Religulous fervor

A man in space sends his son (who is actually him) down from the sky to be tortured and die.

A man in space sends his son (who is actually him) down from the sky to be tortured and die.

Well, sort of … but not really. You see, he is able to rise from the grave and float back into the sky so that, one day, we can chill with him (them?) for all eternity.

Now doesn’t that sound ridiculous? Or maybe Religulous?

You may argue with my admittedly less-than-scholarly interpretation of Christian theology I threw at you just now, but you would have a hard time denying that the fantastical religious stories of talking animals, magic tricks, sacred underwear and zombie messiahs that most of us are told when we are children are fairly hilarious when you examine them closely.

Or maybe they would be if they weren’t responsible for so much death and hate in the world.

Such is the message of the just released on DVD, Religulous, one of the funniest and most important movies of last year, or any year for that matter.

For us to live, religion has to die, comedian and professional smarty-pants Bill Maher concisely states in his road-trip documentary. Directed by Larry Charles, fresh off the comedic high of Borat, Religulous is a rare sort of film, one that not only immensely entertains, but also manages to make such a powerful point that when it reaches the brilliantly written final monologue by Maher you will feel chills.

The movie is a tightrope walk. Religulous could have fallen in two different directions—towards excessive finger pointing or into dull political correctness. Thankfully it makes its way across the rope, to the applause of freethinkers and boos from the close-minded.

Like Maher has stated in interviews, religion is the elephant in the room of comedy. No one seems to want to say how funny it all is, maybe out of fear or maybe out of habit. Not anymore.

The crew used the working title “A Spiritual Journey” when it requested interviews from the many theologians, snake-oil salesmen, scientists and religious leaders in the movie. Following the confrontational—but with a smile—filmmaking style of Borat, we trail Maher as he interrogates religious people of all types with one basic question: How can you believe what you believe in the face of reason?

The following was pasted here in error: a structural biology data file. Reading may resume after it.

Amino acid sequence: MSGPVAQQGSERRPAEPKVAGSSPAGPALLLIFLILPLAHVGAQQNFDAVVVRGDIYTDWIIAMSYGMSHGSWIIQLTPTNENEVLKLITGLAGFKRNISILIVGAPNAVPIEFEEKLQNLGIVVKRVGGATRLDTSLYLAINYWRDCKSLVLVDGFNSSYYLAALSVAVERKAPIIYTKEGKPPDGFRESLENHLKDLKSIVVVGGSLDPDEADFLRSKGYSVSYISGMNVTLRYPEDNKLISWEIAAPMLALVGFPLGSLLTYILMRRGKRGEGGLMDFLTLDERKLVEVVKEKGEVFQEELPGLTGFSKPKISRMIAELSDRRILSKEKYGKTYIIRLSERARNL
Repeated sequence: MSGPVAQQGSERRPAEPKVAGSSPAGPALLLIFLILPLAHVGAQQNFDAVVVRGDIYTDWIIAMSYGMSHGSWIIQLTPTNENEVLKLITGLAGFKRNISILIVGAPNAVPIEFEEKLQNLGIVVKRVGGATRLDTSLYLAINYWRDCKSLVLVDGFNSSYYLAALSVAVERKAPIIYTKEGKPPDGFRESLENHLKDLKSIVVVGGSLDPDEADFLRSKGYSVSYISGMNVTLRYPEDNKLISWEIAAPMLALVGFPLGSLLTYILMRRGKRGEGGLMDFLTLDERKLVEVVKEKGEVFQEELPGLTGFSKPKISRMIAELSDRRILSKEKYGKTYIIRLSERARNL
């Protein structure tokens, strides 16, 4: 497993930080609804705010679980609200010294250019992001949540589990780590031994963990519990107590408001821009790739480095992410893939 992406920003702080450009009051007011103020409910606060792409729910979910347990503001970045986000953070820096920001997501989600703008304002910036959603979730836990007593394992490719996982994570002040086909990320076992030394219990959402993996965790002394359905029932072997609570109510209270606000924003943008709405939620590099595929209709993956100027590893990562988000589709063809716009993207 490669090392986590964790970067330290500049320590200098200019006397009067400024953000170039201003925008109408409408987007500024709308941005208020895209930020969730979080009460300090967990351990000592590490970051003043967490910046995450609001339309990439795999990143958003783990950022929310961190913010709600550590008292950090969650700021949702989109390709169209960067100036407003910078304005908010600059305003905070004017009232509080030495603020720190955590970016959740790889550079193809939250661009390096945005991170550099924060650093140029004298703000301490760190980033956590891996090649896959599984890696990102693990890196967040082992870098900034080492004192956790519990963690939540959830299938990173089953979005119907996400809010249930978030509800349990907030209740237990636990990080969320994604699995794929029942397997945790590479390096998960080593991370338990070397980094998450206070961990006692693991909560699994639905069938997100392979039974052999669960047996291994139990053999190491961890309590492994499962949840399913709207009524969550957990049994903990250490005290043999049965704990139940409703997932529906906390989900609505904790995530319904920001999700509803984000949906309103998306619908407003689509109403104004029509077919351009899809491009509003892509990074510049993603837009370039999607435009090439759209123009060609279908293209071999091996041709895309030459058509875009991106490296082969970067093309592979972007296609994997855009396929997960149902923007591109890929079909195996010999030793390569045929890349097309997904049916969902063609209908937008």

This isn’t a question designed to alienate the subjects, and in the movie we get a real sense that Maher genuinely is looking for an answer, even if he is also looking for laughs.

He may not be a religious man—he has repeatedly said that religion is a neurological disorder—but he is not above considering the ideas of God and heaven. As he proudly puts it, he just doesn’t know, and neither do you.

Much of the humor in the film comes from analyzing literal interpretations of biblical texts with clever cutaways to cheesy religious films that serve as punch lines to jokes that the interviewees don’t realize they are making.

The interviews are often bizarre, as when Maher talks to a Jesus-impersonator at a Christian theme park, who later acts out the crucifixion to applause from the junk-food binging, Bermuda-short-wearing crowd. At other times they are enlightening, like Maher’s lively interview with a Catholic priest outside the Vatican, who shows that it is possible to believe while still remaining critical of those beliefs.

You may be offended by the unwavering glare that Religulous gives to religion, and your instinct may be to gloss over the well-thought-out attacks on your faith while laughing at the other religions examined in the film, but that would do you no good. The message of the movie should be respected.

Why can’t we turn our eyes on ourselves and question what we hold dear? Wouldn’t that make our beliefs that much stronger? Or are they built on such a shaky foundation that the ramblings of a comedian will threaten to tear them apart?